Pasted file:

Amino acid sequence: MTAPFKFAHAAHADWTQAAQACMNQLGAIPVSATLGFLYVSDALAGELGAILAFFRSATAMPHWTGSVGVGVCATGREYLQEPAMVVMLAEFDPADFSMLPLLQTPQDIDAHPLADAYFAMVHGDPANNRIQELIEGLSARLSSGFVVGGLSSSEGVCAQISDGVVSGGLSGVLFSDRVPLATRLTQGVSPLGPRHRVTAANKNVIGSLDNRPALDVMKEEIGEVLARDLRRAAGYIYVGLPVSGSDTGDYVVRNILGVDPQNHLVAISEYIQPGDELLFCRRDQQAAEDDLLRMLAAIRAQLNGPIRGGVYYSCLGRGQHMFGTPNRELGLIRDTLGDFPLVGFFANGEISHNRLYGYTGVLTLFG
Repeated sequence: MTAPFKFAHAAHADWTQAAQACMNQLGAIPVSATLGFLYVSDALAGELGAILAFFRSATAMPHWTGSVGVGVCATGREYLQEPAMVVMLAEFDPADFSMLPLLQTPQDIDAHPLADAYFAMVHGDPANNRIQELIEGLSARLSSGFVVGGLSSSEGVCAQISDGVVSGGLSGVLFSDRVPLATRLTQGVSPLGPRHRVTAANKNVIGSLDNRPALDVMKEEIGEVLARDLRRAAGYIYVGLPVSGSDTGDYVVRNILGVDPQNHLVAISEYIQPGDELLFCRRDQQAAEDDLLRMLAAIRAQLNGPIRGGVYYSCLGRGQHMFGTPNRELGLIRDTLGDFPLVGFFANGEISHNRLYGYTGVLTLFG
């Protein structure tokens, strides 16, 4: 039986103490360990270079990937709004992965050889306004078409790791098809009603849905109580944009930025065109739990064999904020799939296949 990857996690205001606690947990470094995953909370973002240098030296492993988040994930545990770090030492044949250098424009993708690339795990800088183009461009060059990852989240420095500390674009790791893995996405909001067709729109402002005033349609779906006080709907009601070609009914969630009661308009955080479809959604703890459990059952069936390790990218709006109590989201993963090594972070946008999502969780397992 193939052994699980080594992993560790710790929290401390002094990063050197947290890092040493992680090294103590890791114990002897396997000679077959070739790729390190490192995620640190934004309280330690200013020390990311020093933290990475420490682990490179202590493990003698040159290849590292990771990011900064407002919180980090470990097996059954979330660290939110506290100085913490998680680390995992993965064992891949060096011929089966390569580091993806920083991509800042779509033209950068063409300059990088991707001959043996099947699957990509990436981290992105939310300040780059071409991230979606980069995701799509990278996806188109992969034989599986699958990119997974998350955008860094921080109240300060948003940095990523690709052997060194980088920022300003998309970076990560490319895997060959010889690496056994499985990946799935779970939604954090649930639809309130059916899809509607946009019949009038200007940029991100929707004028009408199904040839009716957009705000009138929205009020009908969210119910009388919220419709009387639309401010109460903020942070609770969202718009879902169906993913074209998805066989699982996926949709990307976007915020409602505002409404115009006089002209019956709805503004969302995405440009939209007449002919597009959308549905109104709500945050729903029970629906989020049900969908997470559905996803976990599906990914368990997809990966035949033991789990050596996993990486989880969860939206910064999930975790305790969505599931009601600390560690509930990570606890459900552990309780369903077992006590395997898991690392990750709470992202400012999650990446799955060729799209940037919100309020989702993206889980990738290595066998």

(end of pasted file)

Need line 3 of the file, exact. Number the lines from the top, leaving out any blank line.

């Protein structure tokens, strides 16, 4: 039986103490360990270079990937709004992965050889306004078409790791098809009603849905109580944009930025065109739990064999904020799939296949 990857996690205001606690947990470094995953909370973002240098030296492993988040994930545990770090030492044949250098424009993708690339795990800088183009461009060059990852989240420095500390674009790791893995996405909001067709729109402002005033349609779906006080709907009601070609009914969630009661308009955080479809959604703890459990059952069936390790990218709006109590989201993963090594972070946008999502969780397992 193939052994699980080594992993560790710790929290401390002094990063050197947290890092040493992680090294103590890791114990002897396997000679077959070739790729390190490192995620640190934004309280330690200013020390990311020093933290990475420490682990490179202590493990003698040159290849590292990771990011900064407002919180980090470990097996059954979330660290939110506290100085913490998680680390995992993965064992891949060096011929089966390569580091993806920083991509800042779509033209950068063409300059990088991707001959043996099947699957990509990436981290992105939310300040780059071409991230979606980069995701799509990278996806188109992969034989599986699958990119997974998350955008860094921080109240300060948003940095990523690709052997060194980088920022300003998309970076990560490319895997060959010889690496056994499985990946799935779970939604954090649930639809309130059916899809509607946009019949009038200007940029991100929707004028009408199904040839009716957009705000009138929205009020009908969210119910009388919220419709009387639309401010109460903020942070609770969202718009879902169906993913074209998805066989699982996926949709990307976007915020409602505002409404115009006089002209019956709805503004969302995405440009939209007449002919597009959308549905109104709500945050729903029970629906989020049900969908997470559905996803976990599906990914368990997809990966035949033991789990050596996993990486989880969860939206910064999930975790305790969505599931009601600390560690509930990570606890459900552990309780369903077992006590395997898991690392990750709470992202400012999650990446799955060729799209940037919100309020989702993206889980990738290595066998």